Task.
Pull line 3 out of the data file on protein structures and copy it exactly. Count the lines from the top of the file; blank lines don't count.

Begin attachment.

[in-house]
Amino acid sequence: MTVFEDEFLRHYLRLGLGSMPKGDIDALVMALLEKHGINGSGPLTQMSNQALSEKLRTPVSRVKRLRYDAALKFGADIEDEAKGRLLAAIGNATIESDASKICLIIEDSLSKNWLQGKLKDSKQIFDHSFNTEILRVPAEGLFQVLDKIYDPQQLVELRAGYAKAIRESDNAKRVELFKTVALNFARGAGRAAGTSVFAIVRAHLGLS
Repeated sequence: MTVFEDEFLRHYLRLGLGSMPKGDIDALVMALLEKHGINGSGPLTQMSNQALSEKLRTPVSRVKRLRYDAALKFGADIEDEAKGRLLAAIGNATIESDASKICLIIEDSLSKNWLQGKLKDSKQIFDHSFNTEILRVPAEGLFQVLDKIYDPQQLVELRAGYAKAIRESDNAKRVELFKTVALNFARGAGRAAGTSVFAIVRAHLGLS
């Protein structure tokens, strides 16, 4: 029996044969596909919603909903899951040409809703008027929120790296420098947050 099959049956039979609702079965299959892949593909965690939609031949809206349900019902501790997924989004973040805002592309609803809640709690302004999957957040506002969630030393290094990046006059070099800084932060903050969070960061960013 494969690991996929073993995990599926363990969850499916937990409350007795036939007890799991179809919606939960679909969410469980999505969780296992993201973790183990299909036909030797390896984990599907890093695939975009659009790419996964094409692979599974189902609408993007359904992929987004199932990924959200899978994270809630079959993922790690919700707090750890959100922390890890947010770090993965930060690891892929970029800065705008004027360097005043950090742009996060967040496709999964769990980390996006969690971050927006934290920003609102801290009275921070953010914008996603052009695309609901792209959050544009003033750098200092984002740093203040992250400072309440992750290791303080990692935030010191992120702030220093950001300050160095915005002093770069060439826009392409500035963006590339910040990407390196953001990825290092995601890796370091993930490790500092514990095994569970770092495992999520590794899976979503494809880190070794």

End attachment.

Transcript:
Repeated sequence: MTVFEDEFLRHYLRLGLGSMPKGDIDALVMALLEKHGINGSGPLTQMSNQALSEKLRTPVSRVKRLRYDAALKFGADIEDEAKGRLLAAIGNATIESDASKICLIIEDSLSKNWLQGKLKDSKQIFDHSFNTEILRVPAEGLFQVLDKIYDPQQLVELRAGYAKAIRESDNAKRVELFKTVALNFARGAGRAAGTSVFAIVRAHLGLS